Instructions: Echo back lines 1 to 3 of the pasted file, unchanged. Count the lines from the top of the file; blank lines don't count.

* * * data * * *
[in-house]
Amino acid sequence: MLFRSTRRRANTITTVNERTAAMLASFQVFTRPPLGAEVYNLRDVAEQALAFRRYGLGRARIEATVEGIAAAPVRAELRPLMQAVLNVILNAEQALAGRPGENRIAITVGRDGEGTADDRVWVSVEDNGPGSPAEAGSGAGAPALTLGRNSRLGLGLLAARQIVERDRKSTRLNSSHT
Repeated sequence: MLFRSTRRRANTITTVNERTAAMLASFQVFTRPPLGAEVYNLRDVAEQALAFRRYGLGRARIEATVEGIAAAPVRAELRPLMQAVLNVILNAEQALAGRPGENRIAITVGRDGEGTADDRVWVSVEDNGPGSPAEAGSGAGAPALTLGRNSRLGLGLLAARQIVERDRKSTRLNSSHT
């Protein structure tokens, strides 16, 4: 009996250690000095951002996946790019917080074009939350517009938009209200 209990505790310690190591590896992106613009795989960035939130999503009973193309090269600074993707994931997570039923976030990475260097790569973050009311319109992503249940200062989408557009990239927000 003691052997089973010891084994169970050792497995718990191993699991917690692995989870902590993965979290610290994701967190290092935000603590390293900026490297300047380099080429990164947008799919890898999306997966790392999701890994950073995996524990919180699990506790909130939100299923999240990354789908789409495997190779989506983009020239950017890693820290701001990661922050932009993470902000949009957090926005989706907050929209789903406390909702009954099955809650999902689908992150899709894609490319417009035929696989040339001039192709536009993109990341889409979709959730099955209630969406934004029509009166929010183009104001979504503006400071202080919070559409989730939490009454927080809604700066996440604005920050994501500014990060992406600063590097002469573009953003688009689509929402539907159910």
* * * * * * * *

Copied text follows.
[in-house]
Amino acid sequence: MLFRSTRRRANTITTVNERTAAMLASFQVFTRPPLGAEVYNLRDVAEQALAFRRYGLGRARIEATVEGIAAAPVRAELRPLMQAVLNVILNAEQALAGRPGENRIAITVGRDGEGTADDRVWVSVEDNGPGSPAEAGSGAGAPALTLGRNSRLGLGLLAARQIVERDRKSTRLNSSHT
Repeated sequence: MLFRSTRRRANTITTVNERTAAMLASFQVFTRPPLGAEVYNLRDVAEQALAFRRYGLGRARIEATVEGIAAAPVRAELRPLMQAVLNVILNAEQALAGRPGENRIAITVGRDGEGTADDRVWVSVEDNGPGSPAEAGSGAGAPALTLGRNSRLGLGLLAARQIVERDRKSTRLNSSHT